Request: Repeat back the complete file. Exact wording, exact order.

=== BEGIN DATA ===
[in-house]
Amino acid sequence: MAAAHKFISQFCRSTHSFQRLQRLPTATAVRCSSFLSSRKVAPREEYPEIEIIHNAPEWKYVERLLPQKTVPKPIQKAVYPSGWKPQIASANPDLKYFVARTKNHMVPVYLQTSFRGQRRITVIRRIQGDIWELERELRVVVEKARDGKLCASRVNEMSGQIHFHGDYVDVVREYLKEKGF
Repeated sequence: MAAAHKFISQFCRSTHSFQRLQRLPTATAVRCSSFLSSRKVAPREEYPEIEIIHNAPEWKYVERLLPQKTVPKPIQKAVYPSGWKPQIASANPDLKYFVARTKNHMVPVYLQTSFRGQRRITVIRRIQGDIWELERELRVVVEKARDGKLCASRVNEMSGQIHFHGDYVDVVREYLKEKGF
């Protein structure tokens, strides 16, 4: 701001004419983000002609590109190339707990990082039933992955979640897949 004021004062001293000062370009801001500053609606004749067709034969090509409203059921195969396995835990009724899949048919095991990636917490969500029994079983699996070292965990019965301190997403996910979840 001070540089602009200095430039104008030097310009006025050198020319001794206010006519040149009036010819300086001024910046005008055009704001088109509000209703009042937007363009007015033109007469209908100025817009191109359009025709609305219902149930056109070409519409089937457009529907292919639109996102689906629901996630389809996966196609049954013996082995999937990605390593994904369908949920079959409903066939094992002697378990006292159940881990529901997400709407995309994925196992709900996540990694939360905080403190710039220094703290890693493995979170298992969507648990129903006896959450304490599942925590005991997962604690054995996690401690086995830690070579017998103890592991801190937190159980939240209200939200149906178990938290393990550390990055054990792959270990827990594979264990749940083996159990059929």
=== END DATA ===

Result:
[in-house]
Amino acid sequence: MAAAHKFISQFCRSTHSFQRLQRLPTATAVRCSSFLSSRKVAPREEYPEIEIIHNAPEWKYVERLLPQKTVPKPIQKAVYPSGWKPQIASANPDLKYFVARTKNHMVPVYLQTSFRGQRRITVIRRIQGDIWELERELRVVVEKARDGKLCASRVNEMSGQIHFHGDYVDVVREYLKEKGF
Repeated sequence: MAAAHKFISQFCRSTHSFQRLQRLPTATAVRCSSFLSSRKVAPREEYPEIEIIHNAPEWKYVERLLPQKTVPKPIQKAVYPSGWKPQIASANPDLKYFVARTKNHMVPVYLQTSFRGQRRITVIRRIQGDIWELERELRVVVEKARDGKLCASRVNEMSGQIHFHGDYVDVVREYLKEKGF
């Protein structure tokens, strides 16, 4: 701001004419983000002609590109190339707990990082039933992955979640897949 004021004062001293000062370009801001500053609606004749067709034969090509409203059921195969396995835990009724899949048919095991990636917490969500029994079983699996070292965990019965301190997403996910979840 001070540089602009200095430039104008030097310009006025050198020319001794206010006519040149009036010819300086001024910046005008055009704001088109509000209703009042937007363009007015033109007469209908100025817009191109359009025709609305219902149930056109070409519409089937457009529907292919639109996102689906629901996630389809996966196609049954013996082995999937990605390593994904369908949920079959409903066939094992002697378990006292159940881990529901997400709407995309994925196992709900996540990694939360905080403190710039220094703290890693493995979170298992969507648990129903006896959450304490599942925590005991997962604690054995996690401690086995830690070579017998103890592991801190937190159980939240209200939200149906178990938290393990550390990055054990792959270990827990594979264990749940083996159990059929």